This position is optimal because the left lateral decubitus and
prone positions can be achieved by rotating the surgical table.
First, the patient is positioned in the left lateral decubitus
position. Five thoracic trocars and a small incision (4 cm) in
the fifth intercostal space are introduced into the right chest
(Fig. 2). After the azygos vein arch is divided using the Endo
GIA Universal system, the upper thoracic esophagus is mobi-
lized circumferentially, and the paraesophageal and para-
tracheal lymph nodes along the right and left recurrent lar-
yngeal nerves are dissected (Fig. 3). The thoracic duct is al-
ways resected. The right bronchial artery is divided, and the
left bronchial artery is always preserved to prevent bronchial
ischemia. Subsequently, the patient’s bed is rotated to the
prone position, and the thoracic cavity is insufflated with 7
mmHg of carbon dioxide to maintain right lung collapse dur-
ing thoracoscopy. The middle and lower esophagus is mobi-
lized, and the middle and lower paraesophageal, trans-
bronchial, and subcarinal nodes are dissected. The cervical
esophagus is divided using the Endo GIA Universal system.
The stumps of the esophagus are connected using a string to
deliver a gastric conduit to the neck through the posterior
2) Abdominal and cervical procedures
The patient is placed in the supine position. We perform
hand-assisted laparoscopic surgery to dissect the abdominal
lymph nodes and create a gastric conduit. A 7.5-cm horizontal
minilaparotomy incision is made in the upper right abdomen,
and 3 trocars are introduced under laparoscopic guidance. After
the left hand of the operator is inserted, the greater omentum
is divided 3 to 4 cm from the arcade of the gastroepiploic ves-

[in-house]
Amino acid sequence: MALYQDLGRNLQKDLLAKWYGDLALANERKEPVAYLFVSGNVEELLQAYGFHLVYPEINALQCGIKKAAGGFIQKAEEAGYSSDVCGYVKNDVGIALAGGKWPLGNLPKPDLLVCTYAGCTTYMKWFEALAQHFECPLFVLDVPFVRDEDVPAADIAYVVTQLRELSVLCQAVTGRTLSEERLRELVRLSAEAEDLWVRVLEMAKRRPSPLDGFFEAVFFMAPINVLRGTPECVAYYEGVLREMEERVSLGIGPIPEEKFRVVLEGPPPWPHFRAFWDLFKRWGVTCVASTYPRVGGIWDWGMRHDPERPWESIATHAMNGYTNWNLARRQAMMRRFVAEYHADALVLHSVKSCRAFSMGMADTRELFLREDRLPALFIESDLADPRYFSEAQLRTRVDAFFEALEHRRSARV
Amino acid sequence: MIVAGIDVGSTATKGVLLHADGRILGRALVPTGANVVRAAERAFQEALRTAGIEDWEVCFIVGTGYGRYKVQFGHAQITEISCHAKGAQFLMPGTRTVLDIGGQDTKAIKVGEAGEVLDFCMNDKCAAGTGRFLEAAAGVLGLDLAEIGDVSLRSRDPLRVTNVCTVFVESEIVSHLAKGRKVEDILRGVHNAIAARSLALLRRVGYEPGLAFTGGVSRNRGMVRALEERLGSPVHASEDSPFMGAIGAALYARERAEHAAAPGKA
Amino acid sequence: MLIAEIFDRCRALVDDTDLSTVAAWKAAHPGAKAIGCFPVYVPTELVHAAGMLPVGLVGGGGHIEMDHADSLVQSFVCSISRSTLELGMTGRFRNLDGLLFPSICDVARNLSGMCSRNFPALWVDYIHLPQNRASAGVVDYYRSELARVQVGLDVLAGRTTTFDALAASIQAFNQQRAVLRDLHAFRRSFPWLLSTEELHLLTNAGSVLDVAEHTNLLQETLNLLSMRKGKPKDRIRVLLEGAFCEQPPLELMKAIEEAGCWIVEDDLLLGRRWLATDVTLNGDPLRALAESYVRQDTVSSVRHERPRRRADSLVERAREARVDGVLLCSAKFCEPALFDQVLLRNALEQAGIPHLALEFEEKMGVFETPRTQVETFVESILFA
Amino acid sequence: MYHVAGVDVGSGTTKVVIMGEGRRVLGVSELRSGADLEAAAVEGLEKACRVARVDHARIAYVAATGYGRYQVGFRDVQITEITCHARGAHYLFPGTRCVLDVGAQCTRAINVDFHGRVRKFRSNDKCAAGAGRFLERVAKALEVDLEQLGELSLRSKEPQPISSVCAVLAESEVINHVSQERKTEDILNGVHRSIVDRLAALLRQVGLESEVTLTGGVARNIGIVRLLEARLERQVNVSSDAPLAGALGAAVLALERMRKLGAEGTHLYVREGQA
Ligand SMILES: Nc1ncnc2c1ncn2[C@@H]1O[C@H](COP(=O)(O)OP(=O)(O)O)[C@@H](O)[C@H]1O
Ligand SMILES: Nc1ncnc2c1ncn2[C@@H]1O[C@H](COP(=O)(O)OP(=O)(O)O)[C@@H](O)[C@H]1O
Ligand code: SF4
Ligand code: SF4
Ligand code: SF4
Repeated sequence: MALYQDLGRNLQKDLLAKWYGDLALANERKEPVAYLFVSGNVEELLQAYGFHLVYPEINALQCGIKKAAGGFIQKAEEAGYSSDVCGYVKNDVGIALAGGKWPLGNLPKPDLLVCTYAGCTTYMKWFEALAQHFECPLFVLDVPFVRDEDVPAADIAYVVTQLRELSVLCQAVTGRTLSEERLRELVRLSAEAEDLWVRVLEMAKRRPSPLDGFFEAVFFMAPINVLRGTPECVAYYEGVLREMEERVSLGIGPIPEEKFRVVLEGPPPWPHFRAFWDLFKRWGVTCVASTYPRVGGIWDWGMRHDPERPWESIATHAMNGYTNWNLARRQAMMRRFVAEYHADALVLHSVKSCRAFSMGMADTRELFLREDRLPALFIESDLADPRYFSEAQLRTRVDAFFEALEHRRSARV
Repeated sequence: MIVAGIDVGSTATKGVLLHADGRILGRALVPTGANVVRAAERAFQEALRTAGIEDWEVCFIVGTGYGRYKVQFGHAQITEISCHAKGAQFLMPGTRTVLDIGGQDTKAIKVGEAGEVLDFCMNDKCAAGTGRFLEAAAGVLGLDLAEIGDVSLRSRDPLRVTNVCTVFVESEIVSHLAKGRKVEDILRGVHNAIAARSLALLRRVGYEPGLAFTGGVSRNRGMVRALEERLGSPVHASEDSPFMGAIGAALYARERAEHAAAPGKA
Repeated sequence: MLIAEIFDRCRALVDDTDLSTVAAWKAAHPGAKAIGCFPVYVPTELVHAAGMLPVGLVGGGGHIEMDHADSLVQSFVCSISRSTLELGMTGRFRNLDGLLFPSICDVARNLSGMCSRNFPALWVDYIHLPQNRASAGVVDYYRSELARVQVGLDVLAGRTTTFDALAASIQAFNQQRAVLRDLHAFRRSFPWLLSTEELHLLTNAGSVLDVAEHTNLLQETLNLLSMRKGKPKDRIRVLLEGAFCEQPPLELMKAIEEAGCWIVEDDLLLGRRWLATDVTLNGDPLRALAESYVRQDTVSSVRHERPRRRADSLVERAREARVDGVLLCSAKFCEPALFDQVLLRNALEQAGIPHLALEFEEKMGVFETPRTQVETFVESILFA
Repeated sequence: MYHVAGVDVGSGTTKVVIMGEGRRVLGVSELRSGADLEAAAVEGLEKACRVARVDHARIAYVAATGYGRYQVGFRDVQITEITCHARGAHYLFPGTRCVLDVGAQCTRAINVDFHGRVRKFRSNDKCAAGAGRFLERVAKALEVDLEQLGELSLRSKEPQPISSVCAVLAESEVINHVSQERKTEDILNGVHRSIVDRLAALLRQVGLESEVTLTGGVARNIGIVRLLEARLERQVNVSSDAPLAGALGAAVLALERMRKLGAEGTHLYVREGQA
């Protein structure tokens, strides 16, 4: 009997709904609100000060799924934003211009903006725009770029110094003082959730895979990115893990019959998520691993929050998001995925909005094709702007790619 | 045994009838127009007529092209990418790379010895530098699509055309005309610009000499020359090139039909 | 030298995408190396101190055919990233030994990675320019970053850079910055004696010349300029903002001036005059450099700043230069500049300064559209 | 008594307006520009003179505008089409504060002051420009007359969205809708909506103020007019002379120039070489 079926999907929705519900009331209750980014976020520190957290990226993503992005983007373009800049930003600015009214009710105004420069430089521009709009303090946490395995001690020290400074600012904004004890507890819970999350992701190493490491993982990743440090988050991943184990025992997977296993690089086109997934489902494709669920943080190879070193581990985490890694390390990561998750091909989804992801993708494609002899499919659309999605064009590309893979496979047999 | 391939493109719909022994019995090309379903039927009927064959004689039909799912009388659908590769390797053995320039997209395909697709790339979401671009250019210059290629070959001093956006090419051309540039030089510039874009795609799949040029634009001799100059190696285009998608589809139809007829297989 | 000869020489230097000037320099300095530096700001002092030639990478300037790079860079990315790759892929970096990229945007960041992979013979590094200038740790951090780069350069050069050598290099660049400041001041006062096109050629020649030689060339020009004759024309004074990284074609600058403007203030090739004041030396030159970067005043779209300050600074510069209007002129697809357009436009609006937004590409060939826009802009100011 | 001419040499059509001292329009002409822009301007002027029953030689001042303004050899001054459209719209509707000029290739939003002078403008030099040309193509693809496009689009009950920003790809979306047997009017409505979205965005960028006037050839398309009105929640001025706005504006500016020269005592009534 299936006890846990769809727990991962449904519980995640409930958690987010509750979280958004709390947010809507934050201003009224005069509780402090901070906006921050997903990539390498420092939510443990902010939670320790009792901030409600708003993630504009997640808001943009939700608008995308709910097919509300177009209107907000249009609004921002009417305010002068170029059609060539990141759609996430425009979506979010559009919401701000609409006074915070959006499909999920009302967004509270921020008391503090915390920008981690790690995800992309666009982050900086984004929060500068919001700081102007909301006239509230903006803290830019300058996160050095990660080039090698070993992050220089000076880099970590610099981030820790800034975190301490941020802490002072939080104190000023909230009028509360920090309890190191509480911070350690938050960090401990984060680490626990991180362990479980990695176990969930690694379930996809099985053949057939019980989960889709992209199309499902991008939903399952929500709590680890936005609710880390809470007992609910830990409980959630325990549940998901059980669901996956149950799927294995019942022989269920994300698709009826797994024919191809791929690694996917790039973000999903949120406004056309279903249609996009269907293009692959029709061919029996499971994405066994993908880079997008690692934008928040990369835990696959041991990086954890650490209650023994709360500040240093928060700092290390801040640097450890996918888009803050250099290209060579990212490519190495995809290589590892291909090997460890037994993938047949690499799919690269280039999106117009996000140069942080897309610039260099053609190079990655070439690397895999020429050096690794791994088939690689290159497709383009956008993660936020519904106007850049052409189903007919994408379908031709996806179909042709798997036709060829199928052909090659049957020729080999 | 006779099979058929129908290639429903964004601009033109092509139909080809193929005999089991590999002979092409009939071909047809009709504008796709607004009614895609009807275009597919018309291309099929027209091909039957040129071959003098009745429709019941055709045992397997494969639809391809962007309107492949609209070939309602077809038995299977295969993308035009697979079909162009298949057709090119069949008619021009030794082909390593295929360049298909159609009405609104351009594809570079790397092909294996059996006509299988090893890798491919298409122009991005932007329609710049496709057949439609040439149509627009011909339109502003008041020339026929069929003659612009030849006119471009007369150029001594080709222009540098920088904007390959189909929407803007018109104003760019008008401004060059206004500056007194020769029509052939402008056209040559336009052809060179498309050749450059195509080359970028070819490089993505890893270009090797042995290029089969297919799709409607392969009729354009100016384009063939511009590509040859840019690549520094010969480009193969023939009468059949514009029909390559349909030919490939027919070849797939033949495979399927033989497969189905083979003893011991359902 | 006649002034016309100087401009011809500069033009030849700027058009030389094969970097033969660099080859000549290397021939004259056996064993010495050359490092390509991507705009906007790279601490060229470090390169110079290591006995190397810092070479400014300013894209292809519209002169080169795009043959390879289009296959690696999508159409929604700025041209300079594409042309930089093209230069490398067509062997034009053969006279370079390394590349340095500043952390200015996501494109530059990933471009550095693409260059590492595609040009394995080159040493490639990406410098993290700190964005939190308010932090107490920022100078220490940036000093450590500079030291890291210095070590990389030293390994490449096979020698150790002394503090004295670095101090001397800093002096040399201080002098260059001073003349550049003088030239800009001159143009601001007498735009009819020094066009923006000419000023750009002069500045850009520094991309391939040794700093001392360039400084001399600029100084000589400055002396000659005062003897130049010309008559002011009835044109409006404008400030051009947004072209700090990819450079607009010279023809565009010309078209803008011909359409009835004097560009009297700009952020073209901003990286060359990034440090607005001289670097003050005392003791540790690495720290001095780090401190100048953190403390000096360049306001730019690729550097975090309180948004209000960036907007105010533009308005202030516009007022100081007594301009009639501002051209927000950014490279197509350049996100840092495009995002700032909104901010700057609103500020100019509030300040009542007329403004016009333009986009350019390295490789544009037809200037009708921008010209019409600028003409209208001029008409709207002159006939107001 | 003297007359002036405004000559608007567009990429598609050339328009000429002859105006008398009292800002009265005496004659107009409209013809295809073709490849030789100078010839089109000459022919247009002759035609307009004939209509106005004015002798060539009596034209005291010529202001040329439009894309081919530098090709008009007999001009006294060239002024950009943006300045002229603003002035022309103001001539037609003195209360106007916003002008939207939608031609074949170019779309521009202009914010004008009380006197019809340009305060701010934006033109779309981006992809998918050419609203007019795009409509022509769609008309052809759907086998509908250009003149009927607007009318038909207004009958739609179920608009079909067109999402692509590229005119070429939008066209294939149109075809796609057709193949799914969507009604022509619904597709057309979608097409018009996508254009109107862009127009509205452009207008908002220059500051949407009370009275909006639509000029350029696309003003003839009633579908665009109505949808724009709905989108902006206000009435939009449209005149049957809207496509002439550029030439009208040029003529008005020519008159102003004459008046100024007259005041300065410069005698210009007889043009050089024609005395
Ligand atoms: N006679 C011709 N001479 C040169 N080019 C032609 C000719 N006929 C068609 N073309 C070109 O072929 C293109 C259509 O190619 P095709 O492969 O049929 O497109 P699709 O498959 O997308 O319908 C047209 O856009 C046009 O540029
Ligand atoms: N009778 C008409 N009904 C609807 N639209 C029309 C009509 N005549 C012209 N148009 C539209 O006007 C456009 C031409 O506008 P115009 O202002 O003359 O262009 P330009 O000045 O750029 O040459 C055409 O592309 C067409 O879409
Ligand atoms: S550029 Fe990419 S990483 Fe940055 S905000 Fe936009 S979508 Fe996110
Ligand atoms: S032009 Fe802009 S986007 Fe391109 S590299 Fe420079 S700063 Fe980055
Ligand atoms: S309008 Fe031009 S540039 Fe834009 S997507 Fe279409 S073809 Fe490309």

sels with the use of a vessel sealing system under an 8-mmHg
pneumoperitoneum (Ligasure Blunt chip; Covidien, Mansfield,
MA, USA). The left gastroepiploic and short gastric vessels are
Minimally Invasive Esophagectomy
− 245 −
divided along the splenic hilum, and the gastric fornix is
mobilized. The lesser omentum is divided along with preserva-
tion of the right gastric vessels. The abdominal esophagus is
isolated along the hiatus of the diaphragm, and the thoracic
esophagus is pulled into the abdominal space. After the lymph
node around the celiac axis is dissected, the left gastric artery
and vein are divided. The esophagus and stomach are pulled
out from the abdominal incision, creating a gastric conduit.
A collar incision is made above the suprasternal notch.
After dissecting the paraesophageal lymph node along the re-
current laryngeal nerves and supraclavicular lymph node, the
gastric conduit is pulled out from the cervical incision through
the posterior mediastinal route. An esophagogastrostomy is
performed with a circular stapler.
3) Postoperative management
All of the patients are admitted to the intensive care unit
for stabilization and overnight intubation following surgery.
Thereafter, patients are detubated the next day and discharged
to the general surgical unit on postoperative day 3. Patients
are administered epidural analgesia during the first 5 post-
operative days and are encouraged to move out of bed after
being detubated in order to regain early mobilization from the
first day after surgery. Subsequently, patients are discharged
when they can consume solid food without aspiration.
CURRENT EVIDENCE FOR MINIMALLY
1) Learning curve
Esophagectomy necessitates a certain amount of learning;
extensive mediastinal lymph node dissection might require ad-
ditional experience; and minimally invasive surgery requires
much more experience. The benefits of minimally invasive
esophagectomy tend to relate to the number of cases
experienced. On the basis of patient experience, Leketich et
al.  concluded that minimally invasive esophagectomy
was not beneficial for 8 patients, of uncertain value for 77
patients, and beneficial for 222 patients. Osugi et al.  re-
ported that basic skills seem to be acquired during the first
17 cases, and the most remarkable difference was observed